Abdallah

Meet Abdallah: St. Mary’s Feeding Program Superstar

 

abdallah and ludmilaAt less than two and half feet tall, with dark brown hair and bright eyes that peek out playfully from his stroller, sixteen-month-old Abdallah looks and behaves like a typical toddler his age. He is energetic, curious and like other little ones in his generation, he is tech-savvy, and enjoys playing with a cellphone or an iPad. His mother affectionately calls him ‘Aboodie’ and when he is around strangers he clings tightly to her.

However, unlike other toddlers his age, Abdallah was born with a serious medical condition that threatens his development and growth. He has hyperinsulinism, a rare disorder that causes his pancreas to produce too much insulin. This excess insulin causes low blood sugar (hypoglycemia). If severe enough and prolonged, low blood sugar can deprive the brain of essential fuels causing cell damage, which may lead to seizures, learning disabilities, blindness or even death.

When he was an infant, he had a gastrostomy tube (G-tube) inserted to help his feeding. The tube would be the only way he received his nutrients. As he grew older, his family was determined to find a way to help him improve his eating.

“If only Aboodie would open his mouth and take some food from a spoon, that would make my wishes come true,” his mother shared.

Her wish was answered when in February 2016 he was accepted into the renowned St. Mary’s Center for Pediatric Feeding Disorders. The intense program runs for up to eight weeks with multiple daily treatment sessions in which both child and caregiver receive instruction. It was a daunting new experience for Abdallah and his mother to be immersed into such a rigorous program. It was also a first for the Center, as Abdallah was the first child admitted to the program with hyperinsulinism.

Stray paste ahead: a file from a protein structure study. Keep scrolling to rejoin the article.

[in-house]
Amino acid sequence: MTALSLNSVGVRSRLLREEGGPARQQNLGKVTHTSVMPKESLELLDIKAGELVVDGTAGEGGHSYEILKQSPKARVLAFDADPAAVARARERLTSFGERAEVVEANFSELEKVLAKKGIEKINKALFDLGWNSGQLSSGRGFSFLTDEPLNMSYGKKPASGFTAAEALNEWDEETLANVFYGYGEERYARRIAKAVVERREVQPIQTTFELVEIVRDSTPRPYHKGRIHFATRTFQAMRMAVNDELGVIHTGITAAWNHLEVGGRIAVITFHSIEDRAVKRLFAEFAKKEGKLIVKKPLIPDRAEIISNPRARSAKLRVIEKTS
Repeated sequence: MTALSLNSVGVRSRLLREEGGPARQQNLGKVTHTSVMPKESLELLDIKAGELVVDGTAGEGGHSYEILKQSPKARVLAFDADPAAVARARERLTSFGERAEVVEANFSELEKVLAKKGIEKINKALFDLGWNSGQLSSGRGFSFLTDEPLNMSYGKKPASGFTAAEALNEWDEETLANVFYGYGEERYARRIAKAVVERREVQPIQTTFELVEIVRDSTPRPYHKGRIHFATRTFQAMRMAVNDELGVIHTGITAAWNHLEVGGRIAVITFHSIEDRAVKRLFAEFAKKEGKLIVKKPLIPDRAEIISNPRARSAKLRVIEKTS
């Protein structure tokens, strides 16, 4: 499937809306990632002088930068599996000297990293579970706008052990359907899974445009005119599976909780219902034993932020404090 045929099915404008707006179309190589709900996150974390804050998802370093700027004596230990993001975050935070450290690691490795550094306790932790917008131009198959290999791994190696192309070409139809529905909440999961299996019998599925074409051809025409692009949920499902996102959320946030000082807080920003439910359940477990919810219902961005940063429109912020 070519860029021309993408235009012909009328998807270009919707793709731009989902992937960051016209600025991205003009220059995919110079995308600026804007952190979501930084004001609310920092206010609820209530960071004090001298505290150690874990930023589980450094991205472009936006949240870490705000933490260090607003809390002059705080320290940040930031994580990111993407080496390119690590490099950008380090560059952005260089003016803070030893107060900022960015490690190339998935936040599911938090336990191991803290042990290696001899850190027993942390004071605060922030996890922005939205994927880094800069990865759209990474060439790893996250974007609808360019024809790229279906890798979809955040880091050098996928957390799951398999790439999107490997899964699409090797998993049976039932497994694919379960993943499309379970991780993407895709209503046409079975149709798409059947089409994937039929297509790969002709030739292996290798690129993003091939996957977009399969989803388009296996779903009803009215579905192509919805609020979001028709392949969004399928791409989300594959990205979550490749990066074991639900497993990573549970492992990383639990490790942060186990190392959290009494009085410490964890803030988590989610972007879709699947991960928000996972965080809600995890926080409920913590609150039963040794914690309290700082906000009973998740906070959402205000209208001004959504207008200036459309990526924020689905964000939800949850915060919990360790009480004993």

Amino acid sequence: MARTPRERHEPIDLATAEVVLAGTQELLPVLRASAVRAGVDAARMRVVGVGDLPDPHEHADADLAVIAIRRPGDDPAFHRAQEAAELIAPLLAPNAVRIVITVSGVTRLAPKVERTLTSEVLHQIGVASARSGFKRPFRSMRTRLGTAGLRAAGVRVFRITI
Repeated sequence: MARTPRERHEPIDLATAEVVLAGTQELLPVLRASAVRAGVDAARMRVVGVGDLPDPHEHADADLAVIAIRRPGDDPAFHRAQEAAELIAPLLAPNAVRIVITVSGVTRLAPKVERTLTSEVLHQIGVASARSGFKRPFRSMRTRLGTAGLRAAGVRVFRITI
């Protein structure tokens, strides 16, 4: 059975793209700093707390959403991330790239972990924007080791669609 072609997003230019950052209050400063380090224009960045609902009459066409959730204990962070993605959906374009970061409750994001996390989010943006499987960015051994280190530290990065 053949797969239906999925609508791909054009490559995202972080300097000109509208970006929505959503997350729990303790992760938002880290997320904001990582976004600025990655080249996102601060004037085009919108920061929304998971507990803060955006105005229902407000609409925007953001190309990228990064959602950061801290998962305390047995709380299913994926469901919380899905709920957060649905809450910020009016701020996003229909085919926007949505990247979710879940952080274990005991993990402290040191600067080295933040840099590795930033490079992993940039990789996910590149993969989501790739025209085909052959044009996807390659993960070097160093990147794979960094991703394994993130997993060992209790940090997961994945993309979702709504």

His mother explained that in the beginning it was difficult to adjust. As part of the protocol, her son was separated from her during the early stages of the sessions, and would cry, refuse the foods offered, and sometimes vomit. His feeding therapists shared that even the sight of an empty spoon coming towards his mouth would bring on a fresh bout of tears.

Eventually, Abdallah became more trusting of the staff, and he tolerated exercises that strengthened his oral motor skills. With the help of the dedicated feeding program staff, he gradually started accepting smoothly pureed foods and learned how to drink from a straw and a squirt bottle. He is now willing to try a variety of pureed foods, and the volume of his feeds has improved. At home, his mother feeds him by mouth, and he now joins in on family meals.

Abdallah has come a long way in his therapy and has graduated from the Feeding Program having met his admission goals. For a child who had never taken food by mouth, his progress has been life-changing. He continues to receive feeding services on an outpatient basis and is working hard to meet new feeding milestones like chewing. These days, as his mom pushes his stroller through the halls of St. Mary’s, he can be seen smiling or laughing, waving to all the therapists, he is no longer scared to get into a highchair to eat, and is making new progress each day. For the Feeding Program team Abdallah has earned the title of Feeding Program Superstar.